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  1. #1
    Watching and waiting. jethro56's Avatar
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    Is low metabolism a myth?

    The other day I was working on my combine with one of my skinny friends. He's 5-10 150 lbs. I've always envied his "high metabolism" as he can eat as much or more than I.

    The job requires climbing 14' up and then 7' back down into the grain hopper. So we get in the hopper and while I'm figuring out what tools we need and how to do the job with the least amount of climbing, he's already went and got the first tool. So this goes on and on. Me trying to be efficient and planning the work out. He just reacting to whatever is needed right then.

    We finish the job and I buy him lunch. I'm watching him eat whatever he wants, while I'm forced to eat my 500 C snack. I'll admit feeling sorry for myself for having such a "low metabolism".

    Yesterday, I was confronted with another repair requiring climbing and many steps to complete. As I was planning the work out, it occurred to me that maybe I'm just too efficient for my own good. I took my friend's approach and just did each step as it presented itself. I got the work done. I got a good sweat going while doing it. I felt great afterward. It probably didn't take me any longer to accomplish. I was blessed with a "high metabolism".

    So to sum up. I'm going to try to be more inefficient in everyday tasks. I'm going to have a "high metabolism".

  2. #2
    The Fat Guy In The Back Tundra_Man's Avatar
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    Might be some of both. Obviously, the more physical activity you do the more calories you burn. However it's actually depressing when you do the math and discover how few calories are actually expended, especially when it's something you do frequently and the body has learned how to become efficient. Most of us greatly over-estimate how many calories we burn.

    I'm a clyde runner. I'll go out in the morning and run five miles. Then I go to work and if somebody brings bagels I can undo my efforts by eating just one.
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  3. #3
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    I have skinny co-workers who don't do any sort of physical activity and can eat whatever they want. (I work in an office.) So clearly it isn't always just the simple equation of calories in/calories out that we've always been told.
    If I ate the way my cubicle mate eats, I'd weigh 300 pounds.

  4. #4
    Starting over CraigB's Avatar
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    Hence the recent trend toward commercial outfits that offer to measure an individual's basal metabolic rate. We have a chain of weight-loss centers that have opened around Indy lately that measure this for you, and help you with dietary choices based on that and your activity level. I don't know how they measure it, so I can't say if it's based on sound or pseudo-science. But it's a path that seems to be gaining popularity.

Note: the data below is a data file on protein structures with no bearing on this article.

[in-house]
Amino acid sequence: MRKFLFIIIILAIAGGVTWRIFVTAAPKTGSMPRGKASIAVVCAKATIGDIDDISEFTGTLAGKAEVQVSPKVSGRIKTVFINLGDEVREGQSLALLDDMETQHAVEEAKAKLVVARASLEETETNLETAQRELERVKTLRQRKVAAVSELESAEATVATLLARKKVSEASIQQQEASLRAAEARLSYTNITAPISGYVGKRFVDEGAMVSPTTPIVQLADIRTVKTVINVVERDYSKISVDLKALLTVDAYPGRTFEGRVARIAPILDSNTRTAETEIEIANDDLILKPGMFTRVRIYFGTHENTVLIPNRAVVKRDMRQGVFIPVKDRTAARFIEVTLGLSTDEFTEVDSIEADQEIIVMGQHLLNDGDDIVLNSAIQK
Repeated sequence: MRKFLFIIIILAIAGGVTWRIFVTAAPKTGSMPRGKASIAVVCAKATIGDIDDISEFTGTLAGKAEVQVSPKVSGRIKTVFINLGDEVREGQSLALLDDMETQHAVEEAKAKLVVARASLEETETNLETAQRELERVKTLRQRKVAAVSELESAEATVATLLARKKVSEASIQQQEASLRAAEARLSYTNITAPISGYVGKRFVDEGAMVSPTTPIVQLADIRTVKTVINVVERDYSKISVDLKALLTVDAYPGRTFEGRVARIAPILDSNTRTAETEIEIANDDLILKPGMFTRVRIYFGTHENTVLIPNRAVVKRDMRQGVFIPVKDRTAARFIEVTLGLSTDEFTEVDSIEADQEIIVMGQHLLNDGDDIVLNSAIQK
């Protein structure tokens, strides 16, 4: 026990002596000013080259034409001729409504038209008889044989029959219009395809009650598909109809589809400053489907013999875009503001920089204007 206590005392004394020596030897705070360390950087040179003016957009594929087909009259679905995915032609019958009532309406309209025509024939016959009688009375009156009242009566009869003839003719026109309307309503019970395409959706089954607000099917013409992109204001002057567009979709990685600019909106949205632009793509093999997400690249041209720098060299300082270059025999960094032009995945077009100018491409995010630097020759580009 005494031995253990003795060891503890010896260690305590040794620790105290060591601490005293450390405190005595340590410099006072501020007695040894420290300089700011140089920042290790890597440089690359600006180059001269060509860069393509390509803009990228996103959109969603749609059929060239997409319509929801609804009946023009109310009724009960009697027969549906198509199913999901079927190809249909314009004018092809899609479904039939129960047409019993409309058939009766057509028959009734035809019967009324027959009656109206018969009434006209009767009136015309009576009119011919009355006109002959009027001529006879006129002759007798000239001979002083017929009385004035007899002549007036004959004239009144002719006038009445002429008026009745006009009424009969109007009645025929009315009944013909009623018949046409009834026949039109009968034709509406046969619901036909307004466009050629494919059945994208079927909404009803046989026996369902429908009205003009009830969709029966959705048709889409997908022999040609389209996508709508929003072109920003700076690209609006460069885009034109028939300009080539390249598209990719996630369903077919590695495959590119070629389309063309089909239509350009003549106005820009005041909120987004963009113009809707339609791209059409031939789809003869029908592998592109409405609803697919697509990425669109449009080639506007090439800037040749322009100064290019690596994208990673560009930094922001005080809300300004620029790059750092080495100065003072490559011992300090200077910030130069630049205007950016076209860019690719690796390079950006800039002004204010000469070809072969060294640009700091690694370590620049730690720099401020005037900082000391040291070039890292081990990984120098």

Craig in Indy

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    Quote Originally Posted by Rhodabike View Post
    I have skinny co-workers who don't do any sort of physical activity and can eat whatever they want. (I work in an office.) So clearly it isn't always just the simple equation of calories in/calories out that we've always been told.
    But it is. His "out" (burning calories) just happens at a higher rate without any extraordinary physical activity. He likely has a high basal metabolism.

  6. #6
    Senior Member jr59's Avatar
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    So to sum up. I'm going to try to be more inefficient in everyday tasks. I'm going to have a "high metabolism".



    So you are not ridding your bike? Or trying to ride it inefficient every day?

    Hmmmm... strange way to do it. I hope it works for you
    Gravity hates us all, but it hates me more than thin people!

  7. #7
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    Quote Originally Posted by Rhodabike View Post
    I have skinny co-workers who don't do any sort of physical activity and can eat whatever they want. (I work in an office.) So clearly it isn't always just the simple equation of calories in/calories out that we've always been told.
    If I ate the way my cubicle mate eats, I'd weigh 300 pounds.
    It is simple calories in - calories burned = net weight gain.

    His Basal Metabolic rate happens to be higher than yours, is all. And, you have no idea what he/she does outside of work. He might be one of those people that runs 15 miles in the morning, and another 15 at night.

    Quote Originally Posted by CraigB View Post
    Hence the recent trend toward commercial outfits that offer to measure an individual's basal metabolic rate. We have a chain of weight-loss centers that have opened around Indy lately that measure this for you, and help you with dietary choices based on that and your activity level. I don't know how they measure it, so I can't say if it's based on sound or pseudo-science. But it's a path that seems to be gaining popularity.